1. Profound gratitude that I discovered C.S. Lewis in my early, formative faith years. I did not grow up in the faith. My parents could charitably be described as agnostic. Religion was never discussed in my house, I never set foot in a church service until I did of my own volition when I was in junior high, through a series of events too complicated to describe here. But once I had made that leap of faith, I turned to books to make sense of what Christianity was all about. The Bible, of course, but being a reader, I naturally searched for other voices who could extend a hand to me as I took my first steps in this new country I found myself in. I knew very little about Christianity but I knew enough to know that perhaps the best place to start would be with the classics, the tried-and-true teachers whose works had stood the test of time. So I read Bonhoeffer, J.I. Packer, Watchman Nee, even Bunyan. And in the midst of my reading I stumbled across Mere Christianity, and found my lifelong mentor in C.S. Lewis. His explorations of Christianity felt so much like my own, and it was refreshing to journey with him through the philosophical groundings of the Christian faith. He helped me to see that my faith could interact with reason and intellect and not be left wanting. This was really important to me, as I couldn’t just accept something because someone told me to. It had to make sense to me in a way I could defend to myself and others outside of a religious context. Lewis gave me the permission and the framework to be able to do this. He also helped me to understand that my faith, to be authentic, could not be just something tacked on to my life, but the very ground on which I stood and the lense through which I saw. As he says,“I believe in Christianity as I believe that the sun has risen: not only because I see it, but because by it I see everything else.”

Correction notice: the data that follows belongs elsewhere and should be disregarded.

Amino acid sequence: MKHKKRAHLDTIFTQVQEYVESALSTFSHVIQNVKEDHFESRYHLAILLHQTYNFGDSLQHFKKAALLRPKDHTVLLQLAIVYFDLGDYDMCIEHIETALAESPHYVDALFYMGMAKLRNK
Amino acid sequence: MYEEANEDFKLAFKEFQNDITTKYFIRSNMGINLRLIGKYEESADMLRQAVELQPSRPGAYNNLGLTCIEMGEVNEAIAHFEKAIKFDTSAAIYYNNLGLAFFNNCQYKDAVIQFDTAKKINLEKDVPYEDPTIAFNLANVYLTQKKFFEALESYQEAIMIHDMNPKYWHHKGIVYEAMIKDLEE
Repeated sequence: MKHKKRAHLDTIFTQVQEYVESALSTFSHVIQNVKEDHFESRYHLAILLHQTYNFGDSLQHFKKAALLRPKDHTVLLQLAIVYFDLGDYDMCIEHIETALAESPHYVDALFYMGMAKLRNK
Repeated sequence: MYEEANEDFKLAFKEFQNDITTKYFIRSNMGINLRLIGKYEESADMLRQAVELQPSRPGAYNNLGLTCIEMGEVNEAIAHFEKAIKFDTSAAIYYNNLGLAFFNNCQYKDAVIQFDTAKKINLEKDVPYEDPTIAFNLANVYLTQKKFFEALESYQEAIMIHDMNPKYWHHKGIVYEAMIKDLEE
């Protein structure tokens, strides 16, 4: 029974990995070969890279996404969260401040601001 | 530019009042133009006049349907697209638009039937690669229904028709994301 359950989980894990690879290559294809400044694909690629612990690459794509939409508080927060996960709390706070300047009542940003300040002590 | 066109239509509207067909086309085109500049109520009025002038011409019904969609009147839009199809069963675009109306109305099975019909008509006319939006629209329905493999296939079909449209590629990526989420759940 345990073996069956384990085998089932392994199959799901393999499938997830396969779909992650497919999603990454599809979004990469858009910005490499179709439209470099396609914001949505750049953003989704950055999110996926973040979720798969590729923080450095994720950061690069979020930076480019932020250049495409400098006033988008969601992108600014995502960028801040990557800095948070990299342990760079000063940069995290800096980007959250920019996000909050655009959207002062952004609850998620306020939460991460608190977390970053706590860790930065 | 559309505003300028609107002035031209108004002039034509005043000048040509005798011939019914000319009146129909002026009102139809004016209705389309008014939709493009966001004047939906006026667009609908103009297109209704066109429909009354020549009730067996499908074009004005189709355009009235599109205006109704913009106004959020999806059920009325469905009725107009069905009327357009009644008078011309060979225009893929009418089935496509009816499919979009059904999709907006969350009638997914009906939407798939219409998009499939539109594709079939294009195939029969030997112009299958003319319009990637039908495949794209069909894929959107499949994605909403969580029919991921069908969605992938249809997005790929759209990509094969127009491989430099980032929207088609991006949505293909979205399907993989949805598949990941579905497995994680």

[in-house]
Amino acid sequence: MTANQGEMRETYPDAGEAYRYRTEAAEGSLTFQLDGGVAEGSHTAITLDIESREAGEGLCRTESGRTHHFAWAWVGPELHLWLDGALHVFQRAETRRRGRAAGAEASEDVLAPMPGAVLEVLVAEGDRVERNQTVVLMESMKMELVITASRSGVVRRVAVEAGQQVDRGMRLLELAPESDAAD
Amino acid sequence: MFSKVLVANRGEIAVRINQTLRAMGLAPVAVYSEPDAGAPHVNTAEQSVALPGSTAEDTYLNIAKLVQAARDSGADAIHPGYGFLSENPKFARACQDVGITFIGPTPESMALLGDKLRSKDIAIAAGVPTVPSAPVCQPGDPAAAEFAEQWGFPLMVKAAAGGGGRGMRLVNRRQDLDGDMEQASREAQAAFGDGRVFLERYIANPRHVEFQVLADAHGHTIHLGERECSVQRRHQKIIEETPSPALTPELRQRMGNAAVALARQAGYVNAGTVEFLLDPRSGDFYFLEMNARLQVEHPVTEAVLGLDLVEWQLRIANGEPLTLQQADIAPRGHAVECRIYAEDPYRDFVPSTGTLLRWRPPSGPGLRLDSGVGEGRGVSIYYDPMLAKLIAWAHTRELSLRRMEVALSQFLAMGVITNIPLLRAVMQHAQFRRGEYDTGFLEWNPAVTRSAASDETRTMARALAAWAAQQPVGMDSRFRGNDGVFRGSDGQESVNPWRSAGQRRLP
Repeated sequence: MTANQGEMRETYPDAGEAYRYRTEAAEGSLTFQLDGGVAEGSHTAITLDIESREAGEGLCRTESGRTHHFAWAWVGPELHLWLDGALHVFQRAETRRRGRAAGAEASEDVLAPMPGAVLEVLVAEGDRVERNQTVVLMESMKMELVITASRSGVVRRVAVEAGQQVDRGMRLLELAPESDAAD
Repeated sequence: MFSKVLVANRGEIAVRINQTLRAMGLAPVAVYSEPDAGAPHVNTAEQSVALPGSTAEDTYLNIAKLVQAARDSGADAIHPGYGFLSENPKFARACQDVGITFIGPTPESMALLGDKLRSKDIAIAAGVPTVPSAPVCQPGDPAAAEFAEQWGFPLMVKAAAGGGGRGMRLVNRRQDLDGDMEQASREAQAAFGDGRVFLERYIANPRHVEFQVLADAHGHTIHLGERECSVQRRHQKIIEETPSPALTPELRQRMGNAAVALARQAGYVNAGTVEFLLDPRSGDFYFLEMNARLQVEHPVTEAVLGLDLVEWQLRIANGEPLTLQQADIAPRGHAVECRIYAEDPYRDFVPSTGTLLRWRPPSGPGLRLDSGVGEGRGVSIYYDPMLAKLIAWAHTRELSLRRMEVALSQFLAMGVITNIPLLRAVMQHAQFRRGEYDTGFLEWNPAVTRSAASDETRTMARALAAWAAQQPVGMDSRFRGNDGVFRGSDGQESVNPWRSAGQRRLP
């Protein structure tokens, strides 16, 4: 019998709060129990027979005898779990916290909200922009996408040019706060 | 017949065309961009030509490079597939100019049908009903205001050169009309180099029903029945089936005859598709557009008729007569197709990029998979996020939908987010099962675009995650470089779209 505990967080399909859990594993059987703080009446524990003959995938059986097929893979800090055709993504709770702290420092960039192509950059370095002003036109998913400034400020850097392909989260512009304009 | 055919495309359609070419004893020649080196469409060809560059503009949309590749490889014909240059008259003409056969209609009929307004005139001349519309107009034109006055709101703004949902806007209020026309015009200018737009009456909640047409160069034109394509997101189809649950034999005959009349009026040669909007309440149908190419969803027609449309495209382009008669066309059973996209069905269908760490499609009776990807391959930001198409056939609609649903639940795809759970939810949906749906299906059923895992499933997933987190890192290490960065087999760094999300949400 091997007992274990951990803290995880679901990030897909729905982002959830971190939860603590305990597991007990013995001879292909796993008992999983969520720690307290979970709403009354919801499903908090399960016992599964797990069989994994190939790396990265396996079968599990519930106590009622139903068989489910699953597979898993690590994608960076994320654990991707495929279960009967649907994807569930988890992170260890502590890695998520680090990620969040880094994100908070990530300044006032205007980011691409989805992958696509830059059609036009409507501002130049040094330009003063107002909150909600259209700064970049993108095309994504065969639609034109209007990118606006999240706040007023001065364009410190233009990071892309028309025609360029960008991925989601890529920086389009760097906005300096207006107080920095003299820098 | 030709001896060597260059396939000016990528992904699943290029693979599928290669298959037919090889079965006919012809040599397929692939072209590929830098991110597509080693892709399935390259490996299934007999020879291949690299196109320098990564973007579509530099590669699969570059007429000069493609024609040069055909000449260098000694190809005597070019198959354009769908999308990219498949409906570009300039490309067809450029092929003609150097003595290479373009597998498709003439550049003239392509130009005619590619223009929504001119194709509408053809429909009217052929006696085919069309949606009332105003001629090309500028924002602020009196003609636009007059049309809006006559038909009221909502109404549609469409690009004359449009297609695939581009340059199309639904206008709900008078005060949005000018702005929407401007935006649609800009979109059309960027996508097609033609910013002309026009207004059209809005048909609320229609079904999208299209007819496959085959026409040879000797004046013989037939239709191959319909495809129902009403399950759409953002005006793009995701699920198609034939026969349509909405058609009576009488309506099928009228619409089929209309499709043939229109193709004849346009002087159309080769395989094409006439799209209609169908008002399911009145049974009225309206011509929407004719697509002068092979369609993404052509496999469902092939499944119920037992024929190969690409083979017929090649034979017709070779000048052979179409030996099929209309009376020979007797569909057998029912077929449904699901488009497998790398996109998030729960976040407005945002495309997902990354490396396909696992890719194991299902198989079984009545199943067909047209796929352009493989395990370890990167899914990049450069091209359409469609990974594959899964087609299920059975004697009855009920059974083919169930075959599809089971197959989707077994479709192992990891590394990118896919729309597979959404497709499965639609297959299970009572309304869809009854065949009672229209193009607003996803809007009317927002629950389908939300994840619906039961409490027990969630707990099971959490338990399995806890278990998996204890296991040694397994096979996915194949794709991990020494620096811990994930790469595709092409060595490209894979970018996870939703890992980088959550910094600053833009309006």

2. The enduring relevance of his work. Lewis’ books of  fiction, philosophy, and faith are still popular today, because he speaks to us in a way that we can all understand, using imagery that brings difficult concepts to life in an accessible manner. The Screwtape Letters could have been written as a  non-fiction treatise on temptation, for example, detailing what to avoid and why. Thankfully Lewis gave us Screwtape and the Lower Hierarchy of Hell instead. The same with Perelandra, and it’s exotic presentation of a pristine world where sin is “crouching at the door”. And there is no debating the impact that Narnia and its great Lion have had on so very many people. In the twelve books I read this year, there was only once where I could see that people could dismiss his words as being old-fashioned or out of touch, and that was the section in Mere Christianity on marriage. However, in reading A Grief Observed I suspect that the reality of his marriage to Joy Davidman tempered those theoretical words he wrote some years before.